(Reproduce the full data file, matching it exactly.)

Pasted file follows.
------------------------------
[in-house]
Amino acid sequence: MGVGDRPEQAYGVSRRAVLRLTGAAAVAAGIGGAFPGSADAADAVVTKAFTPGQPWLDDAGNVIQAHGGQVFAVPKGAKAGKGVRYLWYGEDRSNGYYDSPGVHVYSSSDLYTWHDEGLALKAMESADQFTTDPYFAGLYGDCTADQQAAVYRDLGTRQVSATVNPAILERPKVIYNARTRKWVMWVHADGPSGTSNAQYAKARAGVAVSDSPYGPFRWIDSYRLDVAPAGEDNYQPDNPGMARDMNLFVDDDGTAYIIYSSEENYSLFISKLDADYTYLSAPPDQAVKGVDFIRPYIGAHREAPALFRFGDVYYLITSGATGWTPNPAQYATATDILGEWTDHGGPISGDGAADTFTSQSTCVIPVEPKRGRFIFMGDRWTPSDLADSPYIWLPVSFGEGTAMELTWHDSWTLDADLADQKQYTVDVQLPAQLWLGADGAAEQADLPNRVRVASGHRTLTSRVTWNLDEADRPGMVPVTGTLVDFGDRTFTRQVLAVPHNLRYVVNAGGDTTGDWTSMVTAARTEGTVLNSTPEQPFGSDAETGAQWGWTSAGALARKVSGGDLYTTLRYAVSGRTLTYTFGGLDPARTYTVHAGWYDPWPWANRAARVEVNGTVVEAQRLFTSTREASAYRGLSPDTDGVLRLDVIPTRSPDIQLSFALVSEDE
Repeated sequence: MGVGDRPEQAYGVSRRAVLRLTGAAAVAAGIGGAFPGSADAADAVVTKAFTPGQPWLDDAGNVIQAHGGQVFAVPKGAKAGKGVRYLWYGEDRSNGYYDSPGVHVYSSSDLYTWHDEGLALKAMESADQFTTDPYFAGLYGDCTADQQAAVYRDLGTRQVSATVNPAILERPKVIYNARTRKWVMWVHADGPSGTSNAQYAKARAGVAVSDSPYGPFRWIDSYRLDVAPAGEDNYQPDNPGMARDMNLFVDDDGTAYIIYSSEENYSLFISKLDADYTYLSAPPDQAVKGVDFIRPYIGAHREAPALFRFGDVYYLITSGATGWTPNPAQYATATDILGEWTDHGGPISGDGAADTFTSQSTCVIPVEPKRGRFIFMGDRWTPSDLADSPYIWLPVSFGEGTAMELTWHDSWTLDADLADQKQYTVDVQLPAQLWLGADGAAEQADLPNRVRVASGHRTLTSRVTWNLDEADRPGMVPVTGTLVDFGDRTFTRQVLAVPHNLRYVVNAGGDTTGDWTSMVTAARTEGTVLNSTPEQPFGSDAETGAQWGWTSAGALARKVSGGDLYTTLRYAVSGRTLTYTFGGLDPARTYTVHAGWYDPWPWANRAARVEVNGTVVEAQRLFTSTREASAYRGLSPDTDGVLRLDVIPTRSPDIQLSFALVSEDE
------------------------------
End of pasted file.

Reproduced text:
[in-house]
Amino acid sequence: MGVGDRPEQAYGVSRRAVLRLTGAAAVAAGIGGAFPGSADAADAVVTKAFTPGQPWLDDAGNVIQAHGGQVFAVPKGAKAGKGVRYLWYGEDRSNGYYDSPGVHVYSSSDLYTWHDEGLALKAMESADQFTTDPYFAGLYGDCTADQQAAVYRDLGTRQVSATVNPAILERPKVIYNARTRKWVMWVHADGPSGTSNAQYAKARAGVAVSDSPYGPFRWIDSYRLDVAPAGEDNYQPDNPGMARDMNLFVDDDGTAYIIYSSEENYSLFISKLDADYTYLSAPPDQAVKGVDFIRPYIGAHREAPALFRFGDVYYLITSGATGWTPNPAQYATATDILGEWTDHGGPISGDGAADTFTSQSTCVIPVEPKRGRFIFMGDRWTPSDLADSPYIWLPVSFGEGTAMELTWHDSWTLDADLADQKQYTVDVQLPAQLWLGADGAAEQADLPNRVRVASGHRTLTSRVTWNLDEADRPGMVPVTGTLVDFGDRTFTRQVLAVPHNLRYVVNAGGDTTGDWTSMVTAARTEGTVLNSTPEQPFGSDAETGAQWGWTSAGALARKVSGGDLYTTLRYAVSGRTLTYTFGGLDPARTYTVHAGWYDPWPWANRAARVEVNGTVVEAQRLFTSTREASAYRGLSPDTDGVLRLDVIPTRSPDIQLSFALVSEDE
Repeated sequence: MGVGDRPEQAYGVSRRAVLRLTGAAAVAAGIGGAFPGSADAADAVVTKAFTPGQPWLDDAGNVIQAHGGQVFAVPKGAKAGKGVRYLWYGEDRSNGYYDSPGVHVYSSSDLYTWHDEGLALKAMESADQFTTDPYFAGLYGDCTADQQAAVYRDLGTRQVSATVNPAILERPKVIYNARTRKWVMWVHADGPSGTSNAQYAKARAGVAVSDSPYGPFRWIDSYRLDVAPAGEDNYQPDNPGMARDMNLFVDDDGTAYIIYSSEENYSLFISKLDADYTYLSAPPDQAVKGVDFIRPYIGAHREAPALFRFGDVYYLITSGATGWTPNPAQYATATDILGEWTDHGGPISGDGAADTFTSQSTCVIPVEPKRGRFIFMGDRWTPSDLADSPYIWLPVSFGEGTAMELTWHDSWTLDADLADQKQYTVDVQLPAQLWLGADGAAEQADLPNRVRVASGHRTLTSRVTWNLDEADRPGMVPVTGTLVDFGDRTFTRQVLAVPHNLRYVVNAGGDTTGDWTSMVTAARTEGTVLNSTPEQPFGSDAETGAQWGWTSAGALARKVSGGDLYTTLRYAVSGRTLTYTFGGLDPARTYTVHAGWYDPWPWANRAARVEVNGTVVEAQRLFTSTREASAYRGLSPDTDGVLRLDVIPTRSPDIQLSFALVSEDE